When I wrote last week about considering whether it’s time to change our parenting styles as we emerge from the pandemic, one reader reached out to ask me if I’d ever heard of gentle parenting. I did not think I had, but it sure sounded nice, so I decided to dive into the topic. I discovered that this is the type of parenting I’ve been trying to achieve: It’s for parents who want to focus on building empathy in their kids, get respect and give respect, maintain age-appropriate expectations for behaviour, and set and enforce important boundaries.
What is gentle parenting?
Well, first let’s start with what gentle parenting is not. Gentle parenting is sometimes equated with attachment parenting, but although there can certainly be plenty of overlap, they’re not one and the same. While connection is at the centre of both attachment and gentle parenting, attachment parents aim to achieve that connection specifically through actions like breastfeeding, co-sleeping, and baby-wearing. Gentle parenting can be achieved by any parent, though, regardless of how they feed their baby or where everybody sleeps.
Gentle parenting can also be mistaken for permissive parenting, which we talk about here, but they’re not the same thing either. Permissive parents are hands-off, don’t do much by way of enforcing rules, and see themselves as more of a “friend” to their child. Gentle parents have rules and boundaries and enforce them — they simply do so with respect, empathy, and positivity.
Here’s an excerpt from The Gentle Parenting Book: How to Raise Calmer, Happier Children from Birth to Seven, written by Dr. Sarah Ockwell-Smith, that compares gentle parenting to other parenting styles:
For too long parenting has been viewed as a battle. A battle for control between parent and child. Some parenting methods give all control to the [parents], for fear of the little tyrants becoming unmanageable monsters as they grow. Other methods give children far too much control, with parents scared to discipline when necessary, for fear of upsetting their delicate offspring. Gentle parenting is all about finding a balance of control, giving children just enough, at a time when they can handle it, with parents enforcing appropriate boundaries and limits. Gentle parenting is about being ever mindful of the long term effects of a parent’s actions as well as the immediate needs of safety and expectations of society.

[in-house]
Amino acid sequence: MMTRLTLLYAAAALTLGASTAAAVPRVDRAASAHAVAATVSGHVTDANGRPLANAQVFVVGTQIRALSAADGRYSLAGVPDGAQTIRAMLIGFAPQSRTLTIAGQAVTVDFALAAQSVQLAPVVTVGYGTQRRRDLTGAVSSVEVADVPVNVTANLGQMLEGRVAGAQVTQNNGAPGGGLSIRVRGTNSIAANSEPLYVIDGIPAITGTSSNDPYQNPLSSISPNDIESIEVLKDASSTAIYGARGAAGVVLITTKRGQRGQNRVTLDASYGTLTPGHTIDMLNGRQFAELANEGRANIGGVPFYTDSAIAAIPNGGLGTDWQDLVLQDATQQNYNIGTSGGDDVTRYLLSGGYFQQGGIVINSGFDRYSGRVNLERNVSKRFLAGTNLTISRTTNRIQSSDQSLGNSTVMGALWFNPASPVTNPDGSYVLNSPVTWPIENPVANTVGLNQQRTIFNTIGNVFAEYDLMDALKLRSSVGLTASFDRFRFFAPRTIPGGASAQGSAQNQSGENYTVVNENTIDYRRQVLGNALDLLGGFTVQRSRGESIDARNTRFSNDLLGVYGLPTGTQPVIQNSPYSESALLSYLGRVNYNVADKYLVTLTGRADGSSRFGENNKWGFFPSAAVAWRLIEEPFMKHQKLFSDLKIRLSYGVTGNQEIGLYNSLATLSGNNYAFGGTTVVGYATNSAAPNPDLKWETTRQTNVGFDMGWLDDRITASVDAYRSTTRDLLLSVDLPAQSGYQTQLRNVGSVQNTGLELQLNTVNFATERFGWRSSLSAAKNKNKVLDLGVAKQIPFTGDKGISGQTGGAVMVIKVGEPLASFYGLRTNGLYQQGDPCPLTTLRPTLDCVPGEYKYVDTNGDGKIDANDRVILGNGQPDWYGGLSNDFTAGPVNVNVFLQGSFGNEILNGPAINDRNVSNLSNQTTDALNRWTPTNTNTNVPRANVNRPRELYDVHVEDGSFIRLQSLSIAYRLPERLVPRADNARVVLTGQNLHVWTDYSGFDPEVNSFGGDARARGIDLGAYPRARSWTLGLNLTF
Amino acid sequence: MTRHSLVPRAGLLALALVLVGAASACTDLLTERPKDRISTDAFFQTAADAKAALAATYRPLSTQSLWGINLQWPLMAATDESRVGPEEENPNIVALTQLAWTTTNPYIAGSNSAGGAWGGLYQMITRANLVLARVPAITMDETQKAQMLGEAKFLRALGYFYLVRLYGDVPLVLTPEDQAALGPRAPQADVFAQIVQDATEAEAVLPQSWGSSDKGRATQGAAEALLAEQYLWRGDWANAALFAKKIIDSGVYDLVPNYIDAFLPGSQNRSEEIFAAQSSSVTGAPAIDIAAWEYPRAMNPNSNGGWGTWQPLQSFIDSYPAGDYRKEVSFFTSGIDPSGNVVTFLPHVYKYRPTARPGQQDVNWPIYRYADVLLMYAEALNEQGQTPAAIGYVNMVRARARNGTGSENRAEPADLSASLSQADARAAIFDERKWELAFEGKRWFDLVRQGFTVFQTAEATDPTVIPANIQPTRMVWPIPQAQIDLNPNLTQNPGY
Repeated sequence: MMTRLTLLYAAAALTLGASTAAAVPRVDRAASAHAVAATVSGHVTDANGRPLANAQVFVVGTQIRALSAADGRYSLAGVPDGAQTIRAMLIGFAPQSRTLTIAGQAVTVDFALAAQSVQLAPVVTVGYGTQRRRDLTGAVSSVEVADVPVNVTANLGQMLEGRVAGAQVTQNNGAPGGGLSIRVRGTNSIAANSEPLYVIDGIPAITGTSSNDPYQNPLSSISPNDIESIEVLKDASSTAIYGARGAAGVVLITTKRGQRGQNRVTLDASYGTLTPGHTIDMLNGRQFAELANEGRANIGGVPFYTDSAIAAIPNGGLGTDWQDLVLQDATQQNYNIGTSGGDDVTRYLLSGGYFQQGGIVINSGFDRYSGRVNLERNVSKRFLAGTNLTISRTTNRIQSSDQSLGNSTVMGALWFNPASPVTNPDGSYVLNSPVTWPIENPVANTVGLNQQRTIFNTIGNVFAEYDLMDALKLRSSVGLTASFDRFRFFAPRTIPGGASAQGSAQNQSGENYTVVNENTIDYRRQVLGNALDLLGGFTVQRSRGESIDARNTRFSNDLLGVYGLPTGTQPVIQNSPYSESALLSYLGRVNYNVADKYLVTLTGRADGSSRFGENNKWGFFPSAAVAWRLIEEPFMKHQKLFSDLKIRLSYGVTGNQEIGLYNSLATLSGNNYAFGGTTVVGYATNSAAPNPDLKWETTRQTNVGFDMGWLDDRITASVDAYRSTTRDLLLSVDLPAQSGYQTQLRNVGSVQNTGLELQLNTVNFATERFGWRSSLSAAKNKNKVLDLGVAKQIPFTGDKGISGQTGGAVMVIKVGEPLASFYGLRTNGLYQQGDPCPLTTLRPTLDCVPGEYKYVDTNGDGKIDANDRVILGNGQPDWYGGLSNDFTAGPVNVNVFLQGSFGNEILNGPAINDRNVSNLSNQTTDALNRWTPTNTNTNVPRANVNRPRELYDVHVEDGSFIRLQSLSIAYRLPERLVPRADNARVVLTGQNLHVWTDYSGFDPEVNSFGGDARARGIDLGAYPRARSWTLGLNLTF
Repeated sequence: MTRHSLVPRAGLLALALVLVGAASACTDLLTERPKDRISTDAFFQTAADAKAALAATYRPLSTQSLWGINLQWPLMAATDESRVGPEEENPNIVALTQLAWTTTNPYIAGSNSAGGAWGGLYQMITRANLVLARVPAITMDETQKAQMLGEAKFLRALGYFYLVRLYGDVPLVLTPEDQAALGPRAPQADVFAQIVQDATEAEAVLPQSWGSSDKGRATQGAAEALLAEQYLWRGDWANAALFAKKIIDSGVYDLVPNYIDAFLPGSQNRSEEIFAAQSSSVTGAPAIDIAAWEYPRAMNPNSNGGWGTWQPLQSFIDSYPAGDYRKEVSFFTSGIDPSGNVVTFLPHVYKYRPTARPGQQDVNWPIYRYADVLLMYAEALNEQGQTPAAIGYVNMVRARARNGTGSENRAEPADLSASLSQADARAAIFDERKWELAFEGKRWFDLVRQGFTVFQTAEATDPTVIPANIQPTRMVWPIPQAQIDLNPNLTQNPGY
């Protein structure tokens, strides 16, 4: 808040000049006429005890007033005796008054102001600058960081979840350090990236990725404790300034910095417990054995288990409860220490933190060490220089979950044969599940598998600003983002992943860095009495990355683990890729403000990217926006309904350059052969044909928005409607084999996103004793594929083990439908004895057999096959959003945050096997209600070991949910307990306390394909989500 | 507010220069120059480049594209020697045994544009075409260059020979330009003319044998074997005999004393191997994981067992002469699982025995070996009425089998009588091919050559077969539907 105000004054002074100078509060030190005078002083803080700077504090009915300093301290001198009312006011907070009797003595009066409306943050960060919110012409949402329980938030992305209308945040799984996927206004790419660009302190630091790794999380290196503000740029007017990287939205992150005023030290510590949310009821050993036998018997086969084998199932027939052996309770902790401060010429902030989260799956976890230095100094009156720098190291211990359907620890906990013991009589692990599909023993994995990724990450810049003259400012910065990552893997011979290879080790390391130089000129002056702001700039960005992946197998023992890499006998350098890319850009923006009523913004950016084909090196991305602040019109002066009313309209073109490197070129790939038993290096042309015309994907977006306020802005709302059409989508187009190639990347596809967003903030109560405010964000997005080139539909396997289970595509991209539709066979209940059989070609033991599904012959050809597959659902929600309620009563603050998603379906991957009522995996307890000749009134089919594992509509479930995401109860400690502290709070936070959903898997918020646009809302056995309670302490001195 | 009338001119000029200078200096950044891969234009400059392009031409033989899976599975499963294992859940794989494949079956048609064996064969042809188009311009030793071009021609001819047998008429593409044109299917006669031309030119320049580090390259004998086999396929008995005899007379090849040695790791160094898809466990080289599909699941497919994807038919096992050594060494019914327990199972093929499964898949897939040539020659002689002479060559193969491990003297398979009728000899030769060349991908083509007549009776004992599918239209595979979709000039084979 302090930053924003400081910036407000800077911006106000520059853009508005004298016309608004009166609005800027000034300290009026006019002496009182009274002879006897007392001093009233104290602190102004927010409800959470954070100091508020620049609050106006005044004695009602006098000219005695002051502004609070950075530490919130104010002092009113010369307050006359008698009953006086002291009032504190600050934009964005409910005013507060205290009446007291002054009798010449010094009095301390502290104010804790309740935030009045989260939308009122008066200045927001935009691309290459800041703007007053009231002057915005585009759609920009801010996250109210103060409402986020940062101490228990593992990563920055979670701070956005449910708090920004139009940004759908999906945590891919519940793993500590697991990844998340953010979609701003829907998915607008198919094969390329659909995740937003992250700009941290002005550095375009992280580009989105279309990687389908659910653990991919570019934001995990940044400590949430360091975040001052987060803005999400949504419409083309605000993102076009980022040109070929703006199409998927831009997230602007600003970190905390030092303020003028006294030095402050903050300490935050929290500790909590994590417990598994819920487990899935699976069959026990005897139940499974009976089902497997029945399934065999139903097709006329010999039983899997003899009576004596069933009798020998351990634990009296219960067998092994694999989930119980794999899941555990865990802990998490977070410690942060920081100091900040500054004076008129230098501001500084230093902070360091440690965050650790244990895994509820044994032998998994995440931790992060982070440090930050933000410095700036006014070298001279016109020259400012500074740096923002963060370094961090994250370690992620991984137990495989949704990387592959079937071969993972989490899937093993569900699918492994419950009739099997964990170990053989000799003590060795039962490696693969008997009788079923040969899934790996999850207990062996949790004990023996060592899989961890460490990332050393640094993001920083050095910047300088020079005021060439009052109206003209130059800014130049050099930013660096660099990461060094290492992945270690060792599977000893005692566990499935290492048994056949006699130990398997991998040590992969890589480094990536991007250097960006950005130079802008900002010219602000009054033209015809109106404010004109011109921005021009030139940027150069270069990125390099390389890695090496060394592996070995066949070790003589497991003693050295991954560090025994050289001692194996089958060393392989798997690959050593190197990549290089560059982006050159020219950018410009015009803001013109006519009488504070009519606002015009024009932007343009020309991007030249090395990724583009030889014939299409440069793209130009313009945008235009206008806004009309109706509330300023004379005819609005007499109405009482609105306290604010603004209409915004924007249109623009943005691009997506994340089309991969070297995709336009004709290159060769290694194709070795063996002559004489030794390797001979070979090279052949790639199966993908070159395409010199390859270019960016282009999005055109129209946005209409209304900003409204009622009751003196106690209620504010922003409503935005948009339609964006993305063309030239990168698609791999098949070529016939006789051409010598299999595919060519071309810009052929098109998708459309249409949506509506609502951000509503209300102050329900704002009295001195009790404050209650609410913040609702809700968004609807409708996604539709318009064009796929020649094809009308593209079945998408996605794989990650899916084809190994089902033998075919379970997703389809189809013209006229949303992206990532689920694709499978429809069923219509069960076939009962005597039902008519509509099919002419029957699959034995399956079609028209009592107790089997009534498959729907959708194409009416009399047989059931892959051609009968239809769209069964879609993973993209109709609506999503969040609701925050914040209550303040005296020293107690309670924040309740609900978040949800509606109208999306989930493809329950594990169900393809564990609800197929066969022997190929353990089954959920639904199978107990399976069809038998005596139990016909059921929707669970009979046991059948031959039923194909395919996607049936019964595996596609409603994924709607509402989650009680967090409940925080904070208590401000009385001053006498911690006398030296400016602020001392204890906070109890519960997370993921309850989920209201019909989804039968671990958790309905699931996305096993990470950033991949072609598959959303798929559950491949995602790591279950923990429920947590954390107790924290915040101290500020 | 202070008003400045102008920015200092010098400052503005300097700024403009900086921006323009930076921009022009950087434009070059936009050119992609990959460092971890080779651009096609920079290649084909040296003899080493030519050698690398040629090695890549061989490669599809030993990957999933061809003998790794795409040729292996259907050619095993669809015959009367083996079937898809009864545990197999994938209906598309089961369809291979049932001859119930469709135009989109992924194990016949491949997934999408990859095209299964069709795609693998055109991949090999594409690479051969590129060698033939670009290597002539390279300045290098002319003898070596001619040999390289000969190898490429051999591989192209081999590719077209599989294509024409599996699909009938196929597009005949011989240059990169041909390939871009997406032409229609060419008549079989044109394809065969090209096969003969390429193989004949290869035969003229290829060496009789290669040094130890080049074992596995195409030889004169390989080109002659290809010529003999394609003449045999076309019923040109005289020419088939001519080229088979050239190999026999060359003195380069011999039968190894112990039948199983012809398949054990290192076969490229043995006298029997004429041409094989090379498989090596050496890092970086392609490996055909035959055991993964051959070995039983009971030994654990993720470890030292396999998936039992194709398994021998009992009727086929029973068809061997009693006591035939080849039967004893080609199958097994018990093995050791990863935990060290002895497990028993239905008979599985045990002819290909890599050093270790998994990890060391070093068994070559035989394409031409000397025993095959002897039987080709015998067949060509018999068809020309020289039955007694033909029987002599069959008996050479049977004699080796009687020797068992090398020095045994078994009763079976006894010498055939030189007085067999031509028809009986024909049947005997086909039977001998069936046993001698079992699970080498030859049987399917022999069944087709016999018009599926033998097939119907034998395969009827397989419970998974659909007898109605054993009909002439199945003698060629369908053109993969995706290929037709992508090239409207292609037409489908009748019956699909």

“Gentle” parenting is a type of “authoritative” parenting, in which rules are made and enforced but with an emphasis on building a positive relationship with the child and taking their feelings and opinions into consideration. With gentle parenting, the goal is for kids to respect parents, and parents to respect kids, and although discipline plays a big role in the relationship, it is always age-appropriate and implemented with a goal of teaching rather than punishing.
Gentle parents want to achieve compliance through a strong, positive bond with their kids, and they want to treat their children as fully formed individuals who require and deserve some degree of autonomy. However, they also want to be careful not to over praise, as Dr. Aliza Pressman, co-founding director and director of clinical programming for the Mount Sinai Parenting Centre, tells Mind Body Green:
“Using praise as a motivator certainly works for kids sometimes,” says Pressman. “But you want to be careful that you’re not overpraising them in an attempt to build confidence, as it undermines their confidence. Kids learn to think that they need outside validation to feel good about themselves, or they feel the need to always get praise.”
The pitfalls of gentle parenting
If you’re going to give “gentle parenting” a shot, you have to also remember to be gentle with yourself. You can’t be so focused on the kids that you’re leaving your own needs at the door. This type of parenting requires a lot of emotion regulation and patience on your part, and that’s going to be a hell of a lot harder if you’re mentally and emotionally worn out yourself. You should also plan to have rough, decidedly un-gentle days — and that’s ok, too. You’re playing the long game here, and you will absolutely make mistakes in the short-term.
The other thing to be careful about with gentle parenting is to not drift into the Land of No Boundaries. Being “gentle” doesn’t mean letting kids do whatever they want in order to keep the peace. Kids can and will feel sadness, anger, and frustration — no amount of gentleness from you can prevent that, nor should it. You can be both gentle and firm about your boundaries. These two things are not mutually exclusive.
If you want to hear how some of this sounds in practice, I suggest checking out the Good Inside with Dr. Becky podcast, in which she takes listener questions about how to handle issues like kids who won’t listen, tantrums, and screen time.